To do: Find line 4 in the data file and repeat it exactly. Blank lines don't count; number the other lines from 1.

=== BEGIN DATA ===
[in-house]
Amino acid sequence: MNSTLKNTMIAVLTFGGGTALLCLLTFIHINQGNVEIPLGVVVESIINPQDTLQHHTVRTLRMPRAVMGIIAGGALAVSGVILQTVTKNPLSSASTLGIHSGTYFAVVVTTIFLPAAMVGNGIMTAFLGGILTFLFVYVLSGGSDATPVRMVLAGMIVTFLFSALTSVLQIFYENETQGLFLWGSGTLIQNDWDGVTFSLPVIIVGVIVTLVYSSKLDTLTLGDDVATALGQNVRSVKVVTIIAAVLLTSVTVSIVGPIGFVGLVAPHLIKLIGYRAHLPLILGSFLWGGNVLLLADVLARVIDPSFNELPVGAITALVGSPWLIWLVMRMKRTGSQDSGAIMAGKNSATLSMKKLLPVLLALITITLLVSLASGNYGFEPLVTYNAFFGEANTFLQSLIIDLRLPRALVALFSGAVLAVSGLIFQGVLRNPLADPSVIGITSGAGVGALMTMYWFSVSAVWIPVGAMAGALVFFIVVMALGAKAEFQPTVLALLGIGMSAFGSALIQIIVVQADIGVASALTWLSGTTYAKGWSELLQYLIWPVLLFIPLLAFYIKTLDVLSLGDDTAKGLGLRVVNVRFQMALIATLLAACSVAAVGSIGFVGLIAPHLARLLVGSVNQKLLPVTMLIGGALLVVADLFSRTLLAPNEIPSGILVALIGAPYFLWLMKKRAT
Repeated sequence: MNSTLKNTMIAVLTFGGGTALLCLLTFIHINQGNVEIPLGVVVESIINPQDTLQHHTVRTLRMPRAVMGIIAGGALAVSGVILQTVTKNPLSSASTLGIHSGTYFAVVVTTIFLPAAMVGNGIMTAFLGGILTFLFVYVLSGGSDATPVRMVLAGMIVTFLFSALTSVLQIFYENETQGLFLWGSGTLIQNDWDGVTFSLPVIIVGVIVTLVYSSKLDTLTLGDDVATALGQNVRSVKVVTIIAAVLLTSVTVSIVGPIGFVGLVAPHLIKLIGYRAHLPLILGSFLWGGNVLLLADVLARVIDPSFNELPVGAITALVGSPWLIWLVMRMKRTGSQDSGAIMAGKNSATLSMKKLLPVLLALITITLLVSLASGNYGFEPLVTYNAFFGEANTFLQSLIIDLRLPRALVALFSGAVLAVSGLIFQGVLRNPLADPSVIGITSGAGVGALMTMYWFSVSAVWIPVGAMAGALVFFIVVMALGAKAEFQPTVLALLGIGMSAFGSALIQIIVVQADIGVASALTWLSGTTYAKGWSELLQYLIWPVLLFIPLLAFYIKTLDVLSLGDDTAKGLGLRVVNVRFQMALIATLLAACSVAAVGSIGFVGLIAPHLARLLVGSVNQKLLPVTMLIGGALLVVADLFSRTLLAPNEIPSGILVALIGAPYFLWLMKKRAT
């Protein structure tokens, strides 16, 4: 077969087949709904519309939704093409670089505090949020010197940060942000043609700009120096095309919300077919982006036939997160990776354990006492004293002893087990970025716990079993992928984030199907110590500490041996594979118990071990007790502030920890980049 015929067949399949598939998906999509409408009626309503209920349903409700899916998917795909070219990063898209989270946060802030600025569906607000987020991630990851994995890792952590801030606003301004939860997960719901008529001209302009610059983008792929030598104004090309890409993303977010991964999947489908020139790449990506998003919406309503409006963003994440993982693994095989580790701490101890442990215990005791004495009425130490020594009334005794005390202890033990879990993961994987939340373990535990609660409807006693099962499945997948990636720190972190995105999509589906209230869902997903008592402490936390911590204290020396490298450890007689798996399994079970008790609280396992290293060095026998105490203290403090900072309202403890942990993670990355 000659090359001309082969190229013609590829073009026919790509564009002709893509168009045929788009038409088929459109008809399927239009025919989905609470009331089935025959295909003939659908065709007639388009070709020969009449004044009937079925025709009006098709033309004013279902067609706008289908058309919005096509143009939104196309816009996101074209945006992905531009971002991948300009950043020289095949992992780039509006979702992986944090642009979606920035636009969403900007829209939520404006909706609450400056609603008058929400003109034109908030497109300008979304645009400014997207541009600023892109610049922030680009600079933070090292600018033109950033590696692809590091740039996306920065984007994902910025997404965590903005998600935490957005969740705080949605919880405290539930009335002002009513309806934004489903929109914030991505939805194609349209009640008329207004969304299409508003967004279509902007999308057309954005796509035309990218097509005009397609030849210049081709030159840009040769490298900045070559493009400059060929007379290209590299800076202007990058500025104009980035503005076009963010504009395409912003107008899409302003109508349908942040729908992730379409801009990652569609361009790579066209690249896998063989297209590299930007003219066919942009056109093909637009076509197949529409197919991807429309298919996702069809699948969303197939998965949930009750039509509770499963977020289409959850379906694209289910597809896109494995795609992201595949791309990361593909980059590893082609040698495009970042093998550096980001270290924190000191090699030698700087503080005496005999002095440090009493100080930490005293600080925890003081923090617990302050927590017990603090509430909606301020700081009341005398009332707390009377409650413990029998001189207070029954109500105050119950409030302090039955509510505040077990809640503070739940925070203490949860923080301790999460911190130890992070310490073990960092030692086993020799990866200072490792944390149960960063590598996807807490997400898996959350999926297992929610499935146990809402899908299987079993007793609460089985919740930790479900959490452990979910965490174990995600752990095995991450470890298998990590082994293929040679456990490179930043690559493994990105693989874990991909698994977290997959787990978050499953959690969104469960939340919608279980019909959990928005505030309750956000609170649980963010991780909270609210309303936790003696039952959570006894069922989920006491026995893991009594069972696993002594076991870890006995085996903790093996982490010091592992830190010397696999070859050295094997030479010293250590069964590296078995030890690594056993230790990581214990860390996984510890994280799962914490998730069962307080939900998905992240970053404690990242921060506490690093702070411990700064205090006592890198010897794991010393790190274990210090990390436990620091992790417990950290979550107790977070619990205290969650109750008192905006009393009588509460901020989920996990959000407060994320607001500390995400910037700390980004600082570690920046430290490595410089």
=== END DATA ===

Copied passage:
């Protein structure tokens, strides 16, 4: 077969087949709904519309939704093409670089505090949020010197940060942000043609700009120096095309919300077919982006036939997160990776354990006492004293002893087990970025716990079993992928984030199907110590500490041996594979118990071990007790502030920890980049 015929067949399949598939998906999509409408009626309503209920349903409700899916998917795909070219990063898209989270946060802030600025569906607000987020991630990851994995890792952590801030606003301004939860997960719901008529001209302009610059983008792929030598104004090309890409993303977010991964999947489908020139790449990506998003919406309503409006963003994440993982693994095989580790701490101890442990215990005791004495009425130490020594009334005794005390202890033990879990993961994987939340373990535990609660409807006693099962499945997948990636720190972190995105999509589906209230869902997903008592402490936390911590204290020396490298450890007689798996399994079970008790609280396992290293060095026998105490203290403090900072309202403890942990993670990355 000659090359001309082969190229013609590829073009026919790509564009002709893509168009045929788009038409088929459109008809399927239009025919989905609470009331089935025959295909003939659908065709007639388009070709020969009449004044009937079925025709009006098709033309004013279902067609706008289908058309919005096509143009939104196309816009996101074209945006992905531009971002991948300009950043020289095949992992780039509006979702992986944090642009979606920035636009969403900007829209939520404006909706609450400056609603008058929400003109034109908030497109300008979304645009400014997207541009600023892109610049922030680009600079933070090292600018033109950033590696692809590091740039996306920065984007994902910025997404965590903005998600935490957005969740705080949605919880405290539930009335002002009513309806934004489903929109914030991505939805194609349209009640008329207004969304299409508003967004279509902007999308057309954005796509035309990218097509005009397609030849210049081709030159840009040769490298900045070559493009400059060929007379290209590299800076202007990058500025104009980035503005076009963010504009395409912003107008899409302003109508349908942040729908992730379409801009990652569609361009790579066209690249896998063989297209590299930007003219066919942009056109093909637009076509197949529409197919991807429309298919996702069809699948969303197939998965949930009750039509509770499963977020289409959850379906694209289910597809896109494995795609992201595949791309990361593909980059590893082609040698495009970042093998550096980001270290924190000191090699030698700087503080005496005999002095440090009493100080930490005293600080925890003081923090617990302050927590017990603090509430909606301020700081009341005398009332707390009377409650413990029998001189207070029954109500105050119950409030302090039955509510505040077990809640503070739940925070203490949860923080301790999460911190130890992070310490073990960092030692086993020799990866200072490792944390149960960063590598996807807490997400898996959350999926297992929610499935146990809402899908299987079993007793609460089985919740930790479900959490452990979910965490174990995600752990095995991450470890298998990590082994293929040679456990490179930043690559493994990105693989874990991909698994977290997959787990978050499953959690969104469960939340919608279980019909959990928005505030309750956000609170649980963010991780909270609210309303936790003696039952959570006894069922989920006491026995893991009594069972696993002594076991870890006995085996903790093996982490010091592992830190010397696999070859050295094997030479010293250590069964590296078995030890690594056993230790990581214990860390996984510890994280799962914490998730069962307080939900998905992240970053404690990242921060506490690093702070411990700064205090006592890198010897794991010393790190274990210090990390436990620091992790417990950290979550107790977070619990205290969650109750008192905006009393009588509460901020989920996990959000407060994320607001500390995400910037700390980004600082570690920046430290490595410089």